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The Limitless Powers of a Digital Authority?

Anna Wall

Anna Wall, Journalist
@uxconnections

The House of Lords has proposed an overarching Digital Authority that aims to protect people from big tech companies and criminals who harvest data for unscrupulous purposes.

But, will this give government officials greater access to data without people’s consent under counter-terrorism policies?

The proposed Digital Authority would have the potential to have its power increased as technology becomes more complex and further gaps in internet regulation are discovered.

However, the impact of overarching internet regulation and the limitations of this power are as yet uncertain.

The proposal specifies that the Digital Authority should report to government officials whilst remaining independent.

However, under counter-terrorism policies, will this give the government greater access to our data?

The demand for online privacy

Responding to calls for the protection of online privacy, the House of Lords report published on 9 March 2019 proposes an overarching Digital Authority to protect online privacy, address criminality, and protect the vulnerable.

It is hoped that this new body will fill in the gaps where current regulatory bodies are falling short. The lack of transparency where data gathering is concerned, the accessibility of terrorist material, and the prevalence of abuse and hate messages on social media are examples of just some of those gaps.

Public outcry over the conduct of big tech companies like Facebook and Google has meant that government regulation of the internet is increasingly being pushed from debate into action.

However, the development of future technologies remains uncertain and the House of Lords report reflects this by keeping the limits of the Digital Authority’s powers open-ended:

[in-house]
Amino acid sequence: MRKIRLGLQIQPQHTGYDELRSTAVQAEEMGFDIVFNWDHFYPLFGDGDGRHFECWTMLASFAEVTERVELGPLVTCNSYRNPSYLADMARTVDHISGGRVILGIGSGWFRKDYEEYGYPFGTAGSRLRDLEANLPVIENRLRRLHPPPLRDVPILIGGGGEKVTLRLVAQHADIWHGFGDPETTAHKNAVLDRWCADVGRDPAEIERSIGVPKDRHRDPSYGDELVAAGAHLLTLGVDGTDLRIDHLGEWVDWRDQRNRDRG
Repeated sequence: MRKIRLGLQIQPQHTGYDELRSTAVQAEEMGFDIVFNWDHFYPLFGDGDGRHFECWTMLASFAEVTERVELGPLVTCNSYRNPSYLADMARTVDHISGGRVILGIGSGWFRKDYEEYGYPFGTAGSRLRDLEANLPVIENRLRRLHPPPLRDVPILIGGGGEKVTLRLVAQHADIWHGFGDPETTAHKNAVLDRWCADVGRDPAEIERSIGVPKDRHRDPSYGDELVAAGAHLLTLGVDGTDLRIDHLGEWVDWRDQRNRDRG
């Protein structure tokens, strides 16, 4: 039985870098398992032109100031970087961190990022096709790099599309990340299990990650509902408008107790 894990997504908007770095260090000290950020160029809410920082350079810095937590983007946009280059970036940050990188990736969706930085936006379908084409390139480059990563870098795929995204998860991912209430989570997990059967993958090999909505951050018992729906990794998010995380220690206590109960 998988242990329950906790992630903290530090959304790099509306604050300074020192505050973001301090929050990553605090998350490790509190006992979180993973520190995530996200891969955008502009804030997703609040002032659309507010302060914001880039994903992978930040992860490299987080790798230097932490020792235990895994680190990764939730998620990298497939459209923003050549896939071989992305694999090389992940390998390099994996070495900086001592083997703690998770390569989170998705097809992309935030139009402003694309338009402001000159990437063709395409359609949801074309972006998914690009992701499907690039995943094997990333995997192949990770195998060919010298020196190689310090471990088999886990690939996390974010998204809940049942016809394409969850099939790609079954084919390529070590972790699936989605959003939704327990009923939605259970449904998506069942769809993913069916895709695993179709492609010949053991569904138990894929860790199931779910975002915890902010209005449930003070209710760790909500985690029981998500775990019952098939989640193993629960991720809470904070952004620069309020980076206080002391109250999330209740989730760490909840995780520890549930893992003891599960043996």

If regulation needs to adapt, this may require the transfer of greater powers…

Online Counter-Terrorism policies

It is not just privacy that is an issue online. Threats to national security are also of paramount concern to the government.

The UK government’s 2018 counter-terrorism strategy CONTEST highlights an increasing focus on online spaces in preventing terrorist propaganda and prosecuting those who repeatedly access terrorist material.

The fear that terrorists are exploiting the gaps in internet regulation has prompted officials to counter the threat. The report states:

We are intent on taking robust action to ensure there are no safe places for terrorists online, through improved partnerships with the private sector and Communications Service Providers, in particular.

Under certain circumstances, the Investigatory Powers Act can allow officials to breach privacy and access people’s online data.

With an increased focus on countering terrorism online and pre-existing powers to breach privacy, what does this mean for people’s data as we head towards the potential of overarching regulation? Will we increase our safety at the cost of our privacy and freedom?

Security versus freedom – the age-old debate

We want the freedom to use the internet as we please without our data being harvested and used in manipulative or corrupt ways, but we also want to be protected from terrorists and other criminals.

It may well come down to whether the public agree to give consent to an overarching body to protect people from big tech companies, terrorists, and criminals, whilst allowing the government to breach our privacy when necessary in the name of broader security challenges.

However, that becomes an issue of whether we trust our democratic institutions and whether full consent is sought and freely given.

Or, it may mean becoming clearer on exactly what these greater regulatory powers could be and what means the public have to limit them.

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